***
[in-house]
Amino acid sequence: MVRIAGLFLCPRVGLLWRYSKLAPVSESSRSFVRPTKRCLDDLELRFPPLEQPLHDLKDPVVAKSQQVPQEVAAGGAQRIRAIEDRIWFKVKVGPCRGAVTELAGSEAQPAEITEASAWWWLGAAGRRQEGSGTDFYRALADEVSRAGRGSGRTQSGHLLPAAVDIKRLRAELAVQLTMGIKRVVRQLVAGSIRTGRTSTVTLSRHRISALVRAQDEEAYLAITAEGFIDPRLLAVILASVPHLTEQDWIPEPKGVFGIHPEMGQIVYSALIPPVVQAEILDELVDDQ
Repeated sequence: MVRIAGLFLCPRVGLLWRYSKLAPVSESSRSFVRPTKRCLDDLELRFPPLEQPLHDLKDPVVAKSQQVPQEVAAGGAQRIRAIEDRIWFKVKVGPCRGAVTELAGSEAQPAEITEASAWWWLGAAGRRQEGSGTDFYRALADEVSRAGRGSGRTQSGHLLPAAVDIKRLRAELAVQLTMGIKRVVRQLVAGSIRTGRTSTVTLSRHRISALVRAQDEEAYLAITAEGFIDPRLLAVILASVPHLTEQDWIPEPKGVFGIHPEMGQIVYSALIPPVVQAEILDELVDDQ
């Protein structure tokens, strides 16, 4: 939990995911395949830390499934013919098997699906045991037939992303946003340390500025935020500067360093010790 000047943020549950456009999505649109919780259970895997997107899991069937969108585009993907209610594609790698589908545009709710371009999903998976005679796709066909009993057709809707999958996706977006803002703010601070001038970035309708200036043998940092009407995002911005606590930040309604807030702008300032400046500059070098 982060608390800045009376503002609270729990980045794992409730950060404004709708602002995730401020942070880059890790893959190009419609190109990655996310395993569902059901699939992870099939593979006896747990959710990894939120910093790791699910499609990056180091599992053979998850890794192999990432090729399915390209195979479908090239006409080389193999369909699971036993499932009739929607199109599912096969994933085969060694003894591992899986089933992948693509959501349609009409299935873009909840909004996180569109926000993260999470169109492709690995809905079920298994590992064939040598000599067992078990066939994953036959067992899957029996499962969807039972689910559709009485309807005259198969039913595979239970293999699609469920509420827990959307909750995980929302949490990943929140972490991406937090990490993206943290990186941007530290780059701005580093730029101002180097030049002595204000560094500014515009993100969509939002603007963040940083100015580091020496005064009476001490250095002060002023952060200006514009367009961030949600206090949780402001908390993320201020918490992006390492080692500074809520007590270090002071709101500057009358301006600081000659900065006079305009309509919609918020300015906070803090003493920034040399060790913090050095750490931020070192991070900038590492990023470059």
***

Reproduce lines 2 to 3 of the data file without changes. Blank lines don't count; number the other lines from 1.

Amino acid sequence: MVRIAGLFLCPRVGLLWRYSKLAPVSESSRSFVRPTKRCLDDLELRFPPLEQPLHDLKDPVVAKSQQVPQEVAAGGAQRIRAIEDRIWFKVKVGPCRGAVTELAGSEAQPAEITEASAWWWLGAAGRRQEGSGTDFYRALADEVSRAGRGSGRTQSGHLLPAAVDIKRLRAELAVQLTMGIKRVVRQLVAGSIRTGRTSTVTLSRHRISALVRAQDEEAYLAITAEGFIDPRLLAVILASVPHLTEQDWIPEPKGVFGIHPEMGQIVYSALIPPVVQAEILDELVDDQ
Repeated sequence: MVRIAGLFLCPRVGLLWRYSKLAPVSESSRSFVRPTKRCLDDLELRFPPLEQPLHDLKDPVVAKSQQVPQEVAAGGAQRIRAIEDRIWFKVKVGPCRGAVTELAGSEAQPAEITEASAWWWLGAAGRRQEGSGTDFYRALADEVSRAGRGSGRTQSGHLLPAAVDIKRLRAELAVQLTMGIKRVVRQLVAGSIRTGRTSTVTLSRHRISALVRAQDEEAYLAITAEGFIDPRLLAVILASVPHLTEQDWIPEPKGVFGIHPEMGQIVYSALIPPVVQAEILDELVDDQ